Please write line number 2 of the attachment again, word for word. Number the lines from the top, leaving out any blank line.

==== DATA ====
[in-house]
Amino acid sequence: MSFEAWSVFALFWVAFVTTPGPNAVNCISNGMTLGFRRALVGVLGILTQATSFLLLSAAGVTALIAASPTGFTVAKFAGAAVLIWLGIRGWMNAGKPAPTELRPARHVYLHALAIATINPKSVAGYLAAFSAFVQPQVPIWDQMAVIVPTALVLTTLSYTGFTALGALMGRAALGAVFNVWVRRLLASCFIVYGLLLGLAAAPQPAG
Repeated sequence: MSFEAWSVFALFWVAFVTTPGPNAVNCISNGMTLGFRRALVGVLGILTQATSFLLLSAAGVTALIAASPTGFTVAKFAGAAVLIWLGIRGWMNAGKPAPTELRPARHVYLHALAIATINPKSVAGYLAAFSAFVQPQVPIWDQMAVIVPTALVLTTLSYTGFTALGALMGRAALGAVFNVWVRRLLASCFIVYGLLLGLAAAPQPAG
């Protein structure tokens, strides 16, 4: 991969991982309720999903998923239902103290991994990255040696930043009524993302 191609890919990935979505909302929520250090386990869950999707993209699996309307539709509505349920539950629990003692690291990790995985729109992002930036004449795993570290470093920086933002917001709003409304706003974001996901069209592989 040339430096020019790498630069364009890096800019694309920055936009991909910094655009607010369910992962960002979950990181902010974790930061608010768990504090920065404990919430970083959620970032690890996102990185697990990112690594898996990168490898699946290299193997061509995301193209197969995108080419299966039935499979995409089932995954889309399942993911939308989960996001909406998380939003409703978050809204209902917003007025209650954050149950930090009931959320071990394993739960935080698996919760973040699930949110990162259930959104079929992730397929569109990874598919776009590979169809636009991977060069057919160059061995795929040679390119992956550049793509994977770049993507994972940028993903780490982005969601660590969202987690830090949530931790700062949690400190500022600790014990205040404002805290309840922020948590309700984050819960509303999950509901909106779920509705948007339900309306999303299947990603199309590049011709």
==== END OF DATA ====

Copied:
Amino acid sequence: MSFEAWSVFALFWVAFVTTPGPNAVNCISNGMTLGFRRALVGVLGILTQATSFLLLSAAGVTALIAASPTGFTVAKFAGAAVLIWLGIRGWMNAGKPAPTELRPARHVYLHALAIATINPKSVAGYLAAFSAFVQPQVPIWDQMAVIVPTALVLTTLSYTGFTALGALMGRAALGAVFNVWVRRLLASCFIVYGLLLGLAAAPQPAG